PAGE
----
THE STORYOF CALIPH STORK, 37
Meantime the second stork had reached the ground. It first scraped its bill with its claw, stroked down its feathers, and then advanced toward the first stork. The two newly made storks lost no time in drawing near, and to their amazement overheard the following conversation:
"Good-morning, Dame Longlegs. You are out early this morning!"
"Yes, indeed, dear Chatterbill! I am getting myself a morsel of breakfast. May I offer you a joint of lizard or a frog's thigh?"
"A thousand thanks, but I have really no appetite this morning. I am here for a very different purpose. I am to dance to-day before my father's guests, and I have come to the meadow for a little quiet practice."
Thereupon the young stork began to move about with the most wonderful steps. The caliph and Mansor looked on in surprise for some time; but when at last she balanced herself in a picturesque attitude on one leg and flapped her wings gracefully up and down, they could hold out no longer; a prolonged peal burst from each of their bills, and it was some time before they could recover their composure. The caliph was the first to collect himself. "That was the best joke," said he, "I've ever seen. It's a pity the stupid creatures were scared away by our laughter, or no doubt they would have sung next!"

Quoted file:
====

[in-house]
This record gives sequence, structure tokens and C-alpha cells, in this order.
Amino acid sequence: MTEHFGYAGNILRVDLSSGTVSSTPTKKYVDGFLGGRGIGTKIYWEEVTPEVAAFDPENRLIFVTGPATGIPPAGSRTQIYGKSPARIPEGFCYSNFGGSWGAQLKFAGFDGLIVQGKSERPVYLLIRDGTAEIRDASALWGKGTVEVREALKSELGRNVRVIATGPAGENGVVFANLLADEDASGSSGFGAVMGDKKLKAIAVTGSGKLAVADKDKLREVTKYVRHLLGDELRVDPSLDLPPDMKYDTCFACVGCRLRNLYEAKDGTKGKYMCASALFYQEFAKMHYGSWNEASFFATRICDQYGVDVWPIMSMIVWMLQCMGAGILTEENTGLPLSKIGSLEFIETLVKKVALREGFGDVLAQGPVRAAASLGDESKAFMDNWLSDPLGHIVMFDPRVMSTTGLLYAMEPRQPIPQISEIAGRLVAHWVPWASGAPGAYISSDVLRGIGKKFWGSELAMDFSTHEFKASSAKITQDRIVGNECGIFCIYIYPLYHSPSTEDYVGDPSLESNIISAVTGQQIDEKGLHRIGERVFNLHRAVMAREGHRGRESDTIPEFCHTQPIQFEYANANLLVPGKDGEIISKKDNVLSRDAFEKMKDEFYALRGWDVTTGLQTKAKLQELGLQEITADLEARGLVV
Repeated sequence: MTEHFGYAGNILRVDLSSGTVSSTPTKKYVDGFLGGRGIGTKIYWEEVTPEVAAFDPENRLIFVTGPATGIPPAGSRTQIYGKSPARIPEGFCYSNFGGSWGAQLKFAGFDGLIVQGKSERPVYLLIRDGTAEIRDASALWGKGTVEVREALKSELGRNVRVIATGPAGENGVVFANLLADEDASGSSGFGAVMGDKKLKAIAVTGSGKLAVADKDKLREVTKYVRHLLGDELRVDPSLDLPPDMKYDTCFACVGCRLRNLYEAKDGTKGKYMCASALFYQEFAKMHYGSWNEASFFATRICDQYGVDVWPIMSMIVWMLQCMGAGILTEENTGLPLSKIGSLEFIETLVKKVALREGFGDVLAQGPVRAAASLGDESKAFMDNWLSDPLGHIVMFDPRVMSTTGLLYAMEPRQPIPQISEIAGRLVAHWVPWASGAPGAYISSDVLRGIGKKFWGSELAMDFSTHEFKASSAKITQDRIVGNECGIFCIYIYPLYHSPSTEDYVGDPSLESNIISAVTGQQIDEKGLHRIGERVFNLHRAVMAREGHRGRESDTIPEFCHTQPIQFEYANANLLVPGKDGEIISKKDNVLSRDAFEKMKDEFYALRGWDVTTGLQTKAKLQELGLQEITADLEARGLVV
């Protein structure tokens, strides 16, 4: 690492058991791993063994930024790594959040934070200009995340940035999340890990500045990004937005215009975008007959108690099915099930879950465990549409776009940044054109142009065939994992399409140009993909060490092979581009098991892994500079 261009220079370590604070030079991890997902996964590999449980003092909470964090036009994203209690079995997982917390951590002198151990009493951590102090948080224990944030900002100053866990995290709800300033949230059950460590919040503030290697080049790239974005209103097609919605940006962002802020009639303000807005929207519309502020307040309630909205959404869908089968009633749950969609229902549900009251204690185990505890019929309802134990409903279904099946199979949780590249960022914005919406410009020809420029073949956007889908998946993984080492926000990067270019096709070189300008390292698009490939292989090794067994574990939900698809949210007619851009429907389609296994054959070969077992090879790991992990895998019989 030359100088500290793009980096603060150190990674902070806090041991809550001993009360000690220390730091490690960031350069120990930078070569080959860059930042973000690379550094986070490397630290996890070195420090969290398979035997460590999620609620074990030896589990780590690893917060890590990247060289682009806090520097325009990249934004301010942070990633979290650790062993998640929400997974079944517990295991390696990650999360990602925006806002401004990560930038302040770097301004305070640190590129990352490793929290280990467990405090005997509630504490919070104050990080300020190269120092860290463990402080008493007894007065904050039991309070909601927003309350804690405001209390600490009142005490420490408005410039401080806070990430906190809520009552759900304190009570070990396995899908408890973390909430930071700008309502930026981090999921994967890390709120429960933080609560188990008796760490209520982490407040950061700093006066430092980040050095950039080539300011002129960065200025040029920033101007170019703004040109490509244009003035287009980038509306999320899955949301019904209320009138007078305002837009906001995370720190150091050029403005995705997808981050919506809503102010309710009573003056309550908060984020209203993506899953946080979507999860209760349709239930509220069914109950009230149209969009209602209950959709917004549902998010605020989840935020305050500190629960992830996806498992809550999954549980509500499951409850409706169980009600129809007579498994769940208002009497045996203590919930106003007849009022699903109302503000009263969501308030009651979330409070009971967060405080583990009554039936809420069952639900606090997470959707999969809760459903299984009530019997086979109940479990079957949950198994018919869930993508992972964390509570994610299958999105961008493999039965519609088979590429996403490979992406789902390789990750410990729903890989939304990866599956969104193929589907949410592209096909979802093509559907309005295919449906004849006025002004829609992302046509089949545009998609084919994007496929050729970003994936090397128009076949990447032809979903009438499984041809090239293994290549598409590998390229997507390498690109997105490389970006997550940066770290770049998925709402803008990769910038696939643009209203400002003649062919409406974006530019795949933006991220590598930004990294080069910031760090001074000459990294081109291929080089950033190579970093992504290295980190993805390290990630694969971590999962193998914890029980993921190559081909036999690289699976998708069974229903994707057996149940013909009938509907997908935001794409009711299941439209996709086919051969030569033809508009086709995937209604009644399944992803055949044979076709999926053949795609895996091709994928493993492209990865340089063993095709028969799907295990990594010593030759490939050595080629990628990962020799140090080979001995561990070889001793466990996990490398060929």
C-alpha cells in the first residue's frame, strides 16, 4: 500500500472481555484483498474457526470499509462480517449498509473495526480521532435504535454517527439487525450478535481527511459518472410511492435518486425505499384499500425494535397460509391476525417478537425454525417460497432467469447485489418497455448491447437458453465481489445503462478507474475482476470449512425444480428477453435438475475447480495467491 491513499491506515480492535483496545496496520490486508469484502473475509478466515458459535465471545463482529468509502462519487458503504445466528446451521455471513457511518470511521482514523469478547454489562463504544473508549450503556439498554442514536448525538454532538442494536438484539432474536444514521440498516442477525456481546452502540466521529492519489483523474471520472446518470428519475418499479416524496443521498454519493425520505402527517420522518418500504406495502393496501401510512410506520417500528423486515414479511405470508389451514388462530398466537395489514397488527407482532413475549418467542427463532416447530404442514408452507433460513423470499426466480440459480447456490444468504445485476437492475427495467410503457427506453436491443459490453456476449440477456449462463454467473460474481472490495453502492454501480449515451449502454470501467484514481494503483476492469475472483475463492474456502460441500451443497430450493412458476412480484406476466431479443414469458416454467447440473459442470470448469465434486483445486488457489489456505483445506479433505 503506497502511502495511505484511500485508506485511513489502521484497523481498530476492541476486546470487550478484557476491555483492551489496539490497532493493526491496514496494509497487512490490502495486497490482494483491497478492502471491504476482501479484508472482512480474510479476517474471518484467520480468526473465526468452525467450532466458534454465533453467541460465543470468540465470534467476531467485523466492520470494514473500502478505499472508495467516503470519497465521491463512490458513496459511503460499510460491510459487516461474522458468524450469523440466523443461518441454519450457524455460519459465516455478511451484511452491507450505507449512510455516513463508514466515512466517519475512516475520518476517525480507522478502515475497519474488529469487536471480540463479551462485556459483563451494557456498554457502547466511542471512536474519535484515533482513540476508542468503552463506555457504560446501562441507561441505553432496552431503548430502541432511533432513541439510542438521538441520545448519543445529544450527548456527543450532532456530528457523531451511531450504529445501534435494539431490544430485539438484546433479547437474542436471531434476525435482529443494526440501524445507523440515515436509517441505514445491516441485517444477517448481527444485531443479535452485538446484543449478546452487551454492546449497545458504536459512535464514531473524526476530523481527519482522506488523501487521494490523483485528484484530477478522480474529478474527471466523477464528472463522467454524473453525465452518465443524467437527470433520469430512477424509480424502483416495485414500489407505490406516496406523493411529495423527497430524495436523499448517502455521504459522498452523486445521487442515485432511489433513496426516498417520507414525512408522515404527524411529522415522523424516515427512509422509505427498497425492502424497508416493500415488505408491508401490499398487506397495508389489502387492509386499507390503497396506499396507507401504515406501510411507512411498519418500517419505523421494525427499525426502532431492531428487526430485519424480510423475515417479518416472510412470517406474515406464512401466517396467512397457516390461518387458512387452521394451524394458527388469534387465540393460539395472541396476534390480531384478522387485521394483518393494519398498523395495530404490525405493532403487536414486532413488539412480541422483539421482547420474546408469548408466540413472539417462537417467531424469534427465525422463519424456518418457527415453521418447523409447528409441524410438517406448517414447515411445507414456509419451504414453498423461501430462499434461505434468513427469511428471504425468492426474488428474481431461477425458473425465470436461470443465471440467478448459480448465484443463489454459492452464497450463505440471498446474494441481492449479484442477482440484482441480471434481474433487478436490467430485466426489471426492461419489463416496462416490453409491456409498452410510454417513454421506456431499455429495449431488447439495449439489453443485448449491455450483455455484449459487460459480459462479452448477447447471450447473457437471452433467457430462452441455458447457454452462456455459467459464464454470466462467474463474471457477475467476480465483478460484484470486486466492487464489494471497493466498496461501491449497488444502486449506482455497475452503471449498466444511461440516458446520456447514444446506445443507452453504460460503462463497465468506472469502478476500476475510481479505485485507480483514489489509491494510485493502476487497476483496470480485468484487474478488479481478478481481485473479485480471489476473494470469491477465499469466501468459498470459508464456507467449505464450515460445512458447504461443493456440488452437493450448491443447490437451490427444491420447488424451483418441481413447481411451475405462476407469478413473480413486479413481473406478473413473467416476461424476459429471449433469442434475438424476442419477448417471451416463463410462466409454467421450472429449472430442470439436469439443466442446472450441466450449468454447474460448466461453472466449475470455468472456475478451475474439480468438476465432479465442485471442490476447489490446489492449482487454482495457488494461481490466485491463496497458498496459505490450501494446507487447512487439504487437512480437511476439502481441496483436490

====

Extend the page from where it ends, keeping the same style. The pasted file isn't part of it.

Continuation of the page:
Suddenly, however, the vizier remembered how strictly they had been warned not to laugh during their transformation. He at once communicated his fears to the caliph, who exclaimed: "By Mecca and Medina! it would indeed prove but a poor joke if I had to remain a stork for the remainder of my days! Do just try and remembel the stupid word. It has slipped my memory."
"We must bow three times eastward and say 'Mu—mu -mu-----' "
They turned to the east and fell to bowing till their bills touched the ground, but, oh, horror—the magic word was quite forgotten, and however often the caliph bowed and however touchingly his vizier cried "Mu—mu—" they could not recall it, and the unhappy Chasid and Mansor remained storks as they were.